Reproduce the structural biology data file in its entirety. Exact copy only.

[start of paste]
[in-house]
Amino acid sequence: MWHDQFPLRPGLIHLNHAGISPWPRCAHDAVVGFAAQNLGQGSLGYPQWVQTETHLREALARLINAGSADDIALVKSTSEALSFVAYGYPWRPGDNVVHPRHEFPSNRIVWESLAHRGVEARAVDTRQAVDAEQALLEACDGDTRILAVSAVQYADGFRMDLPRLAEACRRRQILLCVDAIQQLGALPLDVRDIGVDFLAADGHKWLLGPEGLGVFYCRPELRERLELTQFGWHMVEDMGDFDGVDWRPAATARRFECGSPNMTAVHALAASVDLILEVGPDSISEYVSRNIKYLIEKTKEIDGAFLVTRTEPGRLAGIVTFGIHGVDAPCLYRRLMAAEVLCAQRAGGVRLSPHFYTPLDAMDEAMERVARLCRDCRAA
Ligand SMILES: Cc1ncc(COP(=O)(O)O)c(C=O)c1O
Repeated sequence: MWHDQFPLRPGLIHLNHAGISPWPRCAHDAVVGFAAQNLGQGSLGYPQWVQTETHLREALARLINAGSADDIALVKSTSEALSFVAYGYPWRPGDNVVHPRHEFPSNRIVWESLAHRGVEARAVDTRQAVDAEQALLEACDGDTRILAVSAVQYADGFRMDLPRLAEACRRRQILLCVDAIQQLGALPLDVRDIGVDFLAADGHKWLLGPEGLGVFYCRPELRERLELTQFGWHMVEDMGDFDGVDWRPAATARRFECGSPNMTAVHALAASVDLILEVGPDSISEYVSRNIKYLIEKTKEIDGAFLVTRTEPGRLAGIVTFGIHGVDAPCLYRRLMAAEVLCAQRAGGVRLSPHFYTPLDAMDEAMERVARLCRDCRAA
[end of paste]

[in-house]
Amino acid sequence: MWHDQFPLRPGLIHLNHAGISPWPRCAHDAVVGFAAQNLGQGSLGYPQWVQTETHLREALARLINAGSADDIALVKSTSEALSFVAYGYPWRPGDNVVHPRHEFPSNRIVWESLAHRGVEARAVDTRQAVDAEQALLEACDGDTRILAVSAVQYADGFRMDLPRLAEACRRRQILLCVDAIQQLGALPLDVRDIGVDFLAADGHKWLLGPEGLGVFYCRPELRERLELTQFGWHMVEDMGDFDGVDWRPAATARRFECGSPNMTAVHALAASVDLILEVGPDSISEYVSRNIKYLIEKTKEIDGAFLVTRTEPGRLAGIVTFGIHGVDAPCLYRRLMAAEVLCAQRAGGVRLSPHFYTPLDAMDEAMERVARLCRDCRAA
Ligand SMILES: Cc1ncc(COP(=O)(O)O)c(C=O)c1O
Repeated sequence: MWHDQFPLRPGLIHLNHAGISPWPRCAHDAVVGFAAQNLGQGSLGYPQWVQTETHLREALARLINAGSADDIALVKSTSEALSFVAYGYPWRPGDNVVHPRHEFPSNRIVWESLAHRGVEARAVDTRQAVDAEQALLEACDGDTRILAVSAVQYADGFRMDLPRLAEACRRRQILLCVDAIQQLGALPLDVRDIGVDFLAADGHKWLLGPEGLGVFYCRPELRERLELTQFGWHMVEDMGDFDGVDWRPAATARRFECGSPNMTAVHALAASVDLILEVGPDSISEYVSRNIKYLIEKTKEIDGAFLVTRTEPGRLAGIVTFGIHGVDAPCLYRRLMAAEVLCAQRAGGVRLSPHFYTPLDAMDEAMERVARLCRDCRAA